Best Fishing in America
Columbia River Fishing
The Columbia River is the biggest river in the American West. It also comes up huge with fishing opportunities.
There are many kinds of fish that anglers chase here. The quarry includes native species like the largest run of king salmon (Chinook) in the lower 48 and the largest of all freshwater fish in North America, the white sturgeon, which can grow to more than a dozen feet long, weigh over a 1,000 pounds and fight like a freight train. Today the river also is home to many introduced fish species, including walleye so big they may one day topple the world record, smallmouth bass so numerous and chunky and aggressive that the river is nationally ranked, and American shad runs so thick they clog hydroelectric dam fish ladders by the millions.
The river’s headwaters are in the Canadian Rockies and its longest tributary, the Snake River, originates clear over in Yellowstone Park in Wyoming.
The U.S. reaches of the mainstem Columbia plunge south through the heart of Washington state and then turn west toward the Pacific Ocean, forming the boundary between Washington and Oregon. Along the way it tumbles out of towering mountains, rumbles through arid high deserts, courses through verdant farmlands and barrels to the ocean between coastal rainforests.
Through much of that length, there are massive hydroelectric power-generating dams that slow the mighty river into a series of pools. Several sections, notably the Hanford Reach in central Washington and the 100 miles from Bonneville Dam to the sea, still flow free.
The changing river and varying climates provide a variety of habitats for the Columbia’s large numbers and many varieties of game fish.
This article is intended as a quick look at some of the most popular fishing options in this great river, meant to get you started on your fishing adventures. Where we have additional information on the website, you’ll find links where you can get more details.
We also should note that both Washington and Oregon have issued advisories recommending that anglers limit or in some cases avoid eating certain fish caught in some waterways, which includes significant sections of the Columbia River. The advisories mostly focus on naturally occurring mercury and human-caused PCBs that build up in fish flesh. Generally speaking, migratory fish such as salmon, steelhead and shad are safe choices to eat, while resident fish such as bass and sturgeon tend to build up more toxins in their meat. If you plan to eat what you catch, review the following Washington advisories and Oregon advisories.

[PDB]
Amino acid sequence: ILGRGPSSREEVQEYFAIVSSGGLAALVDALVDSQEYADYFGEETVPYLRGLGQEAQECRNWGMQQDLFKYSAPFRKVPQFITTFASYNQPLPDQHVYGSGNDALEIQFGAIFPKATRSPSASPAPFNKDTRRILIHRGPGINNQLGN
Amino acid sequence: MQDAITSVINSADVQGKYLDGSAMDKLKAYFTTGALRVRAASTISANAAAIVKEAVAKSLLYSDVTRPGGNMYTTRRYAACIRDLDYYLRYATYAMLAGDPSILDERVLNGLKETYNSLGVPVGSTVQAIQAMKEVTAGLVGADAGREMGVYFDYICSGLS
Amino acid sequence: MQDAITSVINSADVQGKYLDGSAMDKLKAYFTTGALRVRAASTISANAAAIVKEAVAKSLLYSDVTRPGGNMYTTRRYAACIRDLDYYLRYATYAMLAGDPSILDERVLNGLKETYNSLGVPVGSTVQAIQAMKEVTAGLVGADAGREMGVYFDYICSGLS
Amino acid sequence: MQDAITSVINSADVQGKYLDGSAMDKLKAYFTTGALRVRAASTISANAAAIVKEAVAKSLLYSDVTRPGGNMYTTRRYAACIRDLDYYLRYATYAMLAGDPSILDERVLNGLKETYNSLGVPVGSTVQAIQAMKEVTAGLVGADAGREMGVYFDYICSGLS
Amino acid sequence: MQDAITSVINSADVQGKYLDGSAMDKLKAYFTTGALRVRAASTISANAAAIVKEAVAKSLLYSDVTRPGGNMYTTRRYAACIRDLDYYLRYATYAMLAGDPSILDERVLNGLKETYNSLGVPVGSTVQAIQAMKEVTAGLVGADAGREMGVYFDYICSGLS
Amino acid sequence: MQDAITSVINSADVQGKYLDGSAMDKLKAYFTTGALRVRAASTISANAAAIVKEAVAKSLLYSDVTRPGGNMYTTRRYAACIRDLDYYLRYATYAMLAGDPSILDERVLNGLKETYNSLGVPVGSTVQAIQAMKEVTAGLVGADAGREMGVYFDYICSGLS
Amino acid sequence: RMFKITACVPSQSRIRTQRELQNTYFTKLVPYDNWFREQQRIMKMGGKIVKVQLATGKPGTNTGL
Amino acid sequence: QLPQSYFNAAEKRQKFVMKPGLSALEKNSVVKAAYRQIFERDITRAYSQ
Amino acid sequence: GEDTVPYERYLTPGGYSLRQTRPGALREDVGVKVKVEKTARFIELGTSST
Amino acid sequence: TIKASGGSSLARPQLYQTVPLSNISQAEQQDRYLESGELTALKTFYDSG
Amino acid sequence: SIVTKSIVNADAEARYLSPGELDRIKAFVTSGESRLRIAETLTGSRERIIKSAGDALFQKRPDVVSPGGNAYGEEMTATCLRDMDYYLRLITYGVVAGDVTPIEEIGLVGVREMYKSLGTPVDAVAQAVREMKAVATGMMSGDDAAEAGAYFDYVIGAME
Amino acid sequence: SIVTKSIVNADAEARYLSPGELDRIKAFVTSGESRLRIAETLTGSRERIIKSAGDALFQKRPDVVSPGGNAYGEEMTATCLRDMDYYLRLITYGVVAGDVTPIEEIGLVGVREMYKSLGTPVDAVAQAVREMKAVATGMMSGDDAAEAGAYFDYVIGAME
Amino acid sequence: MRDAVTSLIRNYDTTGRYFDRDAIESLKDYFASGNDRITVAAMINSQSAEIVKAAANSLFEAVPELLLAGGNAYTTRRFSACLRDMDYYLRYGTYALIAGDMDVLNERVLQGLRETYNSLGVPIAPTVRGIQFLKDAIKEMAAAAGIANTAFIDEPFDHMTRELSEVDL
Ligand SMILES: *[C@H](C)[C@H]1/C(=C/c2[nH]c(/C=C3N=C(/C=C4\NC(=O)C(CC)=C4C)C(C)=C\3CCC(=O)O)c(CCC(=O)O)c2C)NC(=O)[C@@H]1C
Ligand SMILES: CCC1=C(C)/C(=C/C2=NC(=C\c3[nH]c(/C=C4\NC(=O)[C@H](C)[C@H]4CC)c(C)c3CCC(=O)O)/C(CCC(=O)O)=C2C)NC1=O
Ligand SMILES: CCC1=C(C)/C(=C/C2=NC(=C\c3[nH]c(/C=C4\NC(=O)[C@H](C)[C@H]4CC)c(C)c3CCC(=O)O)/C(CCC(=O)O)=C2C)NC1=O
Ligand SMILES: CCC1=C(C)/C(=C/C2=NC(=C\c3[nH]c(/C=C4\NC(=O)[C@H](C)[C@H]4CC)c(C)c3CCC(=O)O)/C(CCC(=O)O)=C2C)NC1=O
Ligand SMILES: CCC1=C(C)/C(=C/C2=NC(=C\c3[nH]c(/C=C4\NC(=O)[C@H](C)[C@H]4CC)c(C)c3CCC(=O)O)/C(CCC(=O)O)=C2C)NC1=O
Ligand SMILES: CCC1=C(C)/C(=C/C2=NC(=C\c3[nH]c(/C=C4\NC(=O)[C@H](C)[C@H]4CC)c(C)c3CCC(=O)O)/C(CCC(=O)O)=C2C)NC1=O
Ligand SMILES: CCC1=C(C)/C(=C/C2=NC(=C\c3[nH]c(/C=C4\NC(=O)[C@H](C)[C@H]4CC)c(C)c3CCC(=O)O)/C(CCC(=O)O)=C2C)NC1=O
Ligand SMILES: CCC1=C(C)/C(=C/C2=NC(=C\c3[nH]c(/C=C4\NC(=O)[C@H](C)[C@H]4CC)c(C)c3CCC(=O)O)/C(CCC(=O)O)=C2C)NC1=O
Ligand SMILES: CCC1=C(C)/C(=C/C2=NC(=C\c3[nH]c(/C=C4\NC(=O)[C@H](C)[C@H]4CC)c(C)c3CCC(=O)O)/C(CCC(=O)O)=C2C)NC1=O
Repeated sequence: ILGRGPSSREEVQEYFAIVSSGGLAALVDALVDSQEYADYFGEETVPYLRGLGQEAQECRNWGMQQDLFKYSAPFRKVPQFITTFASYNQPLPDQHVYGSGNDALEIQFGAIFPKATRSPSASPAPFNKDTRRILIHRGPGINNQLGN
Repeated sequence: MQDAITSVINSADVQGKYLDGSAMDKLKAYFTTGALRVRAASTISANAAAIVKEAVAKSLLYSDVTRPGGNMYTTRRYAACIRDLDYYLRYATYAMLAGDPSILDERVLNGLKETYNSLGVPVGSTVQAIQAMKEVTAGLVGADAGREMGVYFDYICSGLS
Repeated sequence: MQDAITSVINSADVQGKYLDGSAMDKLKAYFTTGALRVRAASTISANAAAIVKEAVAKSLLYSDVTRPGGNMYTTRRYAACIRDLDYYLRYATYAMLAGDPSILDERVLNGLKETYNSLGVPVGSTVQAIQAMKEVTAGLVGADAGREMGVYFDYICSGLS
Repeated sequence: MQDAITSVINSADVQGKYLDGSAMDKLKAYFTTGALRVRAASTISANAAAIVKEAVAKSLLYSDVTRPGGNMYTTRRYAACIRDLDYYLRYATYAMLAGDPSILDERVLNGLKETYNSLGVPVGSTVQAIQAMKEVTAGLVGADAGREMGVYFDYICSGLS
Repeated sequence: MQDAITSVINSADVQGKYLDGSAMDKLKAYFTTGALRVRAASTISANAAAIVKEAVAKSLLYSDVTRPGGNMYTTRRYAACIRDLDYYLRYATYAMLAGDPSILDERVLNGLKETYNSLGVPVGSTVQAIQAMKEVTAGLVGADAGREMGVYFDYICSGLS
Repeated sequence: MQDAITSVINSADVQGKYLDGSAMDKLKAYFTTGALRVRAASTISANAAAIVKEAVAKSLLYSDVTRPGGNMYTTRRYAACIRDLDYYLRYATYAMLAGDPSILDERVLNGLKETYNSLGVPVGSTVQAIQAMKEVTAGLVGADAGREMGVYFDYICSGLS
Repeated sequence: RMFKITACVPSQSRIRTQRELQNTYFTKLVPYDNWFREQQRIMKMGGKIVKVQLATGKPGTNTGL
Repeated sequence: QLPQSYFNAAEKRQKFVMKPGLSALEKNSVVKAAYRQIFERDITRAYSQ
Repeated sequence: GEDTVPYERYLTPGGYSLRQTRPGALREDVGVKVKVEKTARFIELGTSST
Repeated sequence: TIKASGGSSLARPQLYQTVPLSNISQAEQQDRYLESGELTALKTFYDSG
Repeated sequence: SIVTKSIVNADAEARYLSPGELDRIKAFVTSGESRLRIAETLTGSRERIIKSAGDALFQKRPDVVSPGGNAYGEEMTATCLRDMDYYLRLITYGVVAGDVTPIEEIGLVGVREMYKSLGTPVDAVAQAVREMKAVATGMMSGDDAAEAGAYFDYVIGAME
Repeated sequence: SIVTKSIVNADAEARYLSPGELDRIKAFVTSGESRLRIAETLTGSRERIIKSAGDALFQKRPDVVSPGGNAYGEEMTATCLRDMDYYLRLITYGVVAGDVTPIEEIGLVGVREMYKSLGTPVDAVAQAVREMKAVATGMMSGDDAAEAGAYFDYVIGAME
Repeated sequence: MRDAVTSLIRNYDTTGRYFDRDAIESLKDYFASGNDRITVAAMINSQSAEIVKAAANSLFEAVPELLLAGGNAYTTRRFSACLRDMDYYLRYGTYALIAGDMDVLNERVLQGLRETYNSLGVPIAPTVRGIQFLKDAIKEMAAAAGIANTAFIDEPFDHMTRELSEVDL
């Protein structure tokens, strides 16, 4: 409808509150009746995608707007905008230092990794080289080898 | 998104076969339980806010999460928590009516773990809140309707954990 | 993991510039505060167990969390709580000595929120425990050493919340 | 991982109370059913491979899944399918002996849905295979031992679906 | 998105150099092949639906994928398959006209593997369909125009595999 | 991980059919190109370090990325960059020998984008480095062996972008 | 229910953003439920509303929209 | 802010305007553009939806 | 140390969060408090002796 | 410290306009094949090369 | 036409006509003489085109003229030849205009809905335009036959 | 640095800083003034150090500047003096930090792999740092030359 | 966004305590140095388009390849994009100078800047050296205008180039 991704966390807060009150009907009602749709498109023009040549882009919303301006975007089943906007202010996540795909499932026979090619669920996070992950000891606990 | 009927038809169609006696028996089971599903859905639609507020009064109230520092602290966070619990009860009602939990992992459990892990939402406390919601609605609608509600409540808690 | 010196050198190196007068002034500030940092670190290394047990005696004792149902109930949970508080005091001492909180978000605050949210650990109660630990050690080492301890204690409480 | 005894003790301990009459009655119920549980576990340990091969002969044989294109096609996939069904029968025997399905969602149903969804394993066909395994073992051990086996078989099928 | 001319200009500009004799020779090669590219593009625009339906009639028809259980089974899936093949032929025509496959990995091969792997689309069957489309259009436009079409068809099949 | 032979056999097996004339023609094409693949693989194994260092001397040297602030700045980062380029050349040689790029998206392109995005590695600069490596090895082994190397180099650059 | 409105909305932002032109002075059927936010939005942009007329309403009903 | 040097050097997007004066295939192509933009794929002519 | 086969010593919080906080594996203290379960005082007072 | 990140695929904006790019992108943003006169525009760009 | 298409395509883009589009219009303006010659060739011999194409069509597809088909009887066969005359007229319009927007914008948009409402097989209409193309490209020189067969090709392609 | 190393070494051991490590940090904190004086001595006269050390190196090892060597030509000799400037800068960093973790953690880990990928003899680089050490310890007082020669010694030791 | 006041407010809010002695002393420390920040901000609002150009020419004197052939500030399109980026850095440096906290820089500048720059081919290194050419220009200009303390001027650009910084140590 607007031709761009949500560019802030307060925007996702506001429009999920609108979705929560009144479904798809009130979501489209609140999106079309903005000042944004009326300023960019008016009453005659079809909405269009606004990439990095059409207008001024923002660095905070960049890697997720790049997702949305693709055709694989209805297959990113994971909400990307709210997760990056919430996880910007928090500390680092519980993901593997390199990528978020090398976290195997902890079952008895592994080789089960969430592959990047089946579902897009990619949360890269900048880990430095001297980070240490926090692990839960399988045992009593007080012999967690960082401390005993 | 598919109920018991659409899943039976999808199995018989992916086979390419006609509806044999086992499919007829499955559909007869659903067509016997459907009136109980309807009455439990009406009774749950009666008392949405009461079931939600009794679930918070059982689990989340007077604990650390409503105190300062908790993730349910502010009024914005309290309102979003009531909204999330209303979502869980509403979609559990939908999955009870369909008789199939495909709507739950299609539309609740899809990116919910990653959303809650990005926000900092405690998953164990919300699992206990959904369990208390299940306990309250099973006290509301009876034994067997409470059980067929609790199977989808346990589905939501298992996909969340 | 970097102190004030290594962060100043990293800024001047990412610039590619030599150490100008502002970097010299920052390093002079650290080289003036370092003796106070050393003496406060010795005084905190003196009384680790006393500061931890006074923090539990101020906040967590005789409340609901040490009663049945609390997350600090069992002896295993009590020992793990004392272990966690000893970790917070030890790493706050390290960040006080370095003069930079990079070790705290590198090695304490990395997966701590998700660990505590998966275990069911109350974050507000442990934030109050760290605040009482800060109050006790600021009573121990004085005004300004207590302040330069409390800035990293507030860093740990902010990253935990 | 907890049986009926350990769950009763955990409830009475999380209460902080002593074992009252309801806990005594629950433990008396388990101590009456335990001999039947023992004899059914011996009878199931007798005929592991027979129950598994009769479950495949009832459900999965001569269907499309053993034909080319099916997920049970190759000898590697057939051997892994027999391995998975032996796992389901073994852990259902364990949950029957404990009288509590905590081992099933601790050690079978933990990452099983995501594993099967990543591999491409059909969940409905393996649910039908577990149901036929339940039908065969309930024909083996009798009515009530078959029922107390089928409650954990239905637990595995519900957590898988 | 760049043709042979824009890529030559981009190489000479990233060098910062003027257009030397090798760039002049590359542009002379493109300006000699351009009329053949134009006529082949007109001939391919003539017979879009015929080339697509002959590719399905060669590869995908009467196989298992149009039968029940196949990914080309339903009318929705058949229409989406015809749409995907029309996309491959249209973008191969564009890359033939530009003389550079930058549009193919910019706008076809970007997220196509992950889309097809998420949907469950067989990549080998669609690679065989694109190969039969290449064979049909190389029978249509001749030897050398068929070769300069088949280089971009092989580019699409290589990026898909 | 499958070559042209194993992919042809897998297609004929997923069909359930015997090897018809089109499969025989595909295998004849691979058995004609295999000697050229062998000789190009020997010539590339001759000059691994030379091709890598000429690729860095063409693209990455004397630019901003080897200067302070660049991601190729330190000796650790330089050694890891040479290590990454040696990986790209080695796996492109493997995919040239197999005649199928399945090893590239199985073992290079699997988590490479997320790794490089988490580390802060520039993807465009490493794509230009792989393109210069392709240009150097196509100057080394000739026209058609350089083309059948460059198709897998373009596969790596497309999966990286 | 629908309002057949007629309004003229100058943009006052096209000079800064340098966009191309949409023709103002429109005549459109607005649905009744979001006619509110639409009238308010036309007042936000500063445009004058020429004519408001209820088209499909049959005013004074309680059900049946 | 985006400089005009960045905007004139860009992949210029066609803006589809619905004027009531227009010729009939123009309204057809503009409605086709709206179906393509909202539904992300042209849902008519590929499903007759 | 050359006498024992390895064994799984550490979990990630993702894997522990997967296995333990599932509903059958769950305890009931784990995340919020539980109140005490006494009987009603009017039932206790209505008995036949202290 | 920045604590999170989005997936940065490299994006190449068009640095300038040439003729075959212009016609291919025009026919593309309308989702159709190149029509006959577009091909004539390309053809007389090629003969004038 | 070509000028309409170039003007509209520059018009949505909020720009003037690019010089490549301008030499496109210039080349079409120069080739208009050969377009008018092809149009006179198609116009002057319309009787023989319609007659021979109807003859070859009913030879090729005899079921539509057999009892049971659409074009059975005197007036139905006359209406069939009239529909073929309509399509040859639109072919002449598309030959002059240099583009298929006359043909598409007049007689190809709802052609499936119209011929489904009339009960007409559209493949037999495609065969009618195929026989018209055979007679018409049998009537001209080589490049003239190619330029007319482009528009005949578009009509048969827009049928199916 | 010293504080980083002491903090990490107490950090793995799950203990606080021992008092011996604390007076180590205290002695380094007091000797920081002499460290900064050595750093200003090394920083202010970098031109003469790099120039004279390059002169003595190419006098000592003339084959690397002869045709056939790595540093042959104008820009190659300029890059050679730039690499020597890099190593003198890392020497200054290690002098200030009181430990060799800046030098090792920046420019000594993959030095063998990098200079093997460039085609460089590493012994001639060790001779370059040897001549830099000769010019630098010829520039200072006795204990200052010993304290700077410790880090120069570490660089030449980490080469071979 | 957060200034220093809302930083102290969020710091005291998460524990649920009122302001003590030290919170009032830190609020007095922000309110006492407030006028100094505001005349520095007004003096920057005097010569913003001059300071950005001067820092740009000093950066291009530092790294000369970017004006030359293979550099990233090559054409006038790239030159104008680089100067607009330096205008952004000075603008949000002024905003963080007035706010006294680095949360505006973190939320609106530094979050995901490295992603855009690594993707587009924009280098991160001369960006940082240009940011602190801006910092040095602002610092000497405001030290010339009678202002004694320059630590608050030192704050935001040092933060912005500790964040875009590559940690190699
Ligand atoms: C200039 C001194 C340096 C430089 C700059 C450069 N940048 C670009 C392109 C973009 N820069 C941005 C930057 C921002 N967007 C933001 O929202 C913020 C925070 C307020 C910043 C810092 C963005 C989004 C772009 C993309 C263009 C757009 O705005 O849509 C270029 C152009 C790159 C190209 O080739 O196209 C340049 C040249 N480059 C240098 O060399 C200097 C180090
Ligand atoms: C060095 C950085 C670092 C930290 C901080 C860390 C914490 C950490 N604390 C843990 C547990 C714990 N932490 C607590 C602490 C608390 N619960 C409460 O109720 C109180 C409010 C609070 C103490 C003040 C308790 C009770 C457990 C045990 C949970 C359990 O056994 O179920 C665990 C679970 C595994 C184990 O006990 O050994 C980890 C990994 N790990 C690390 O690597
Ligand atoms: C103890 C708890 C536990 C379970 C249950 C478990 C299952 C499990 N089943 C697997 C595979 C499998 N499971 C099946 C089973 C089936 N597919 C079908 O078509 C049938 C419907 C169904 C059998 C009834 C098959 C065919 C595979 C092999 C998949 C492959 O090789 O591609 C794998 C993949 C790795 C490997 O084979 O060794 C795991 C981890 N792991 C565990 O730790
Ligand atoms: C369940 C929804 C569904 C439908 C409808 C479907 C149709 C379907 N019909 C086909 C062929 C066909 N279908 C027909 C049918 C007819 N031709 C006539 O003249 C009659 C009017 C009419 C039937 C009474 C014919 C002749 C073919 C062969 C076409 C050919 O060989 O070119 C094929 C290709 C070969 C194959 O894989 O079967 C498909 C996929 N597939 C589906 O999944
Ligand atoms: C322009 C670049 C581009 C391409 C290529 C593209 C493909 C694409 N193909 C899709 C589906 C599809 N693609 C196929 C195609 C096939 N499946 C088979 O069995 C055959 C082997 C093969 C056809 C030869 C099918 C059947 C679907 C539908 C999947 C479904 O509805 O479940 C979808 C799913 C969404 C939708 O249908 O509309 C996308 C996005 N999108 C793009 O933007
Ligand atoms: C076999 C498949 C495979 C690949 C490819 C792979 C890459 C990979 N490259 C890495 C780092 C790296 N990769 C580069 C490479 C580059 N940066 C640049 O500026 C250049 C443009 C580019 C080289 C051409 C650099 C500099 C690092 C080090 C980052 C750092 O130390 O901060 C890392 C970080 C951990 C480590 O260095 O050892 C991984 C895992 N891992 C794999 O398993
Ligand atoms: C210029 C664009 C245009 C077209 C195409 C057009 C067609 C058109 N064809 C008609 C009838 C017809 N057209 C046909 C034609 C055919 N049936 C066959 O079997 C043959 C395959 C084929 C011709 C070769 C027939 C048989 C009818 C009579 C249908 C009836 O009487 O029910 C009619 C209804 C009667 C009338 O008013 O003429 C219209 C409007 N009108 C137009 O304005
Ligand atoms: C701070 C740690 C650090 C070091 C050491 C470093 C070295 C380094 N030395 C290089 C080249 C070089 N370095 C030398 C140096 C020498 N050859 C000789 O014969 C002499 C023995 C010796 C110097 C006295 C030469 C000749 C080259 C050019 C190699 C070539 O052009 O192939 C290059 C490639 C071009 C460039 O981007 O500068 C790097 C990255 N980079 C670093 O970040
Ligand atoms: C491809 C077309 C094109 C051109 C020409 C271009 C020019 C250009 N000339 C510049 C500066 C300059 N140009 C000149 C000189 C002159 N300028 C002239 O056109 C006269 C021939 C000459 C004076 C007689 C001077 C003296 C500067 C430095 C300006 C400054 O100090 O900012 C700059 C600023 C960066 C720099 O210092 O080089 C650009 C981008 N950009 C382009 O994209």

Native Game Fish
The following fish species lived within the Columbia River system before new types of fish were intentionally or accidentally introduced.
Chinook salmon return to the Columbia River in three runs: Spring, Summer and Fall.
Spring Chinook: “Springers” are among the most prized of salmon. Even though they run on average smaller than summer and fall runs, these Chinook are among the tastiest anywhere, often said to rival the famous Copper River runs in Alaska for flavor. Spring Chinook start returning in the late winter, but typically the fishable numbers from March through June on the lower river. However, regulators in Oregon and Washington set seasons based on run forecasts and often close sport fishing during the height of the season if runs can’t sustain continued fishing. So it’s a must to keep track of changing regulations before fishing. Spring Chinook tend to be caught more in the river itself, so the Buoy 10 area isn’t hopping during this time of year like it will be in late summer. There are popular spots around Longview/Rainier, Portland/Vancouver and below Bonneville Dam. Upriver, spring Chinook catches aren’t as large, but these fish are often intercepted at the mouths of tributary rivers. For some more information, read: Portland Area Spring Chinook Fishing and check out one guide’s fishing tips from a nearby fishery in Lower Willamette River Spring Chinook Fishing Tips.
Summer Chinook: Some of the river’s largest Chinook come in between the most populous spring and fall runs. These summer-run salmon, often called “June Hogs” for their arrival time and jumbo size, don’t necessarily run as large as they did in the old days, and they can be hard to come by, but they’re still big and wonderful to catch. They often are fished in similar areas and with similar techniques as spring Chinook. Again, fish managers will curtail fishing if the runs aren’t sufficient to sustain a harvest.